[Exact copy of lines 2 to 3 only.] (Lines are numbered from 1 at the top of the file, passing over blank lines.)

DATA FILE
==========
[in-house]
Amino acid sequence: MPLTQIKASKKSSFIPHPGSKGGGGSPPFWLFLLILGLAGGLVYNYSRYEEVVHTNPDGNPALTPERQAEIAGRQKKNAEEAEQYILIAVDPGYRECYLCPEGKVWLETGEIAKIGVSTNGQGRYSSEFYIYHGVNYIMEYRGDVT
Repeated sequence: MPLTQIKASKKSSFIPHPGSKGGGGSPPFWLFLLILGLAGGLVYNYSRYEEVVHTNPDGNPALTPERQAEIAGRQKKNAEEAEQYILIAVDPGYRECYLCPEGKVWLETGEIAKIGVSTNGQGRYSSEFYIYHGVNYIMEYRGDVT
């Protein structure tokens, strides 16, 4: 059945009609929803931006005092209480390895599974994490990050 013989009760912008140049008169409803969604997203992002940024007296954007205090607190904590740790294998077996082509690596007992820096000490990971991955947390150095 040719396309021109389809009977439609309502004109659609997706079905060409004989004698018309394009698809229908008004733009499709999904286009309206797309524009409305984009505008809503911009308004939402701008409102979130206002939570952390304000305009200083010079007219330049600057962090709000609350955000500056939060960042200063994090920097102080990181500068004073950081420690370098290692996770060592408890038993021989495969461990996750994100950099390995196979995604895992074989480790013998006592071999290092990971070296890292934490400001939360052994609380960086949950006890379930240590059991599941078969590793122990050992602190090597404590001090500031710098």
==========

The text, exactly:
Amino acid sequence: MPLTQIKASKKSSFIPHPGSKGGGGSPPFWLFLLILGLAGGLVYNYSRYEEVVHTNPDGNPALTPERQAEIAGRQKKNAEEAEQYILIAVDPGYRECYLCPEGKVWLETGEIAKIGVSTNGQGRYSSEFYIYHGVNYIMEYRGDVT
Repeated sequence: MPLTQIKASKKSSFIPHPGSKGGGGSPPFWLFLLILGLAGGLVYNYSRYEEVVHTNPDGNPALTPERQAEIAGRQKKNAEEAEQYILIAVDPGYRECYLCPEGKVWLETGEIAKIGVSTNGQGRYSSEFYIYHGVNYIMEYRGDVT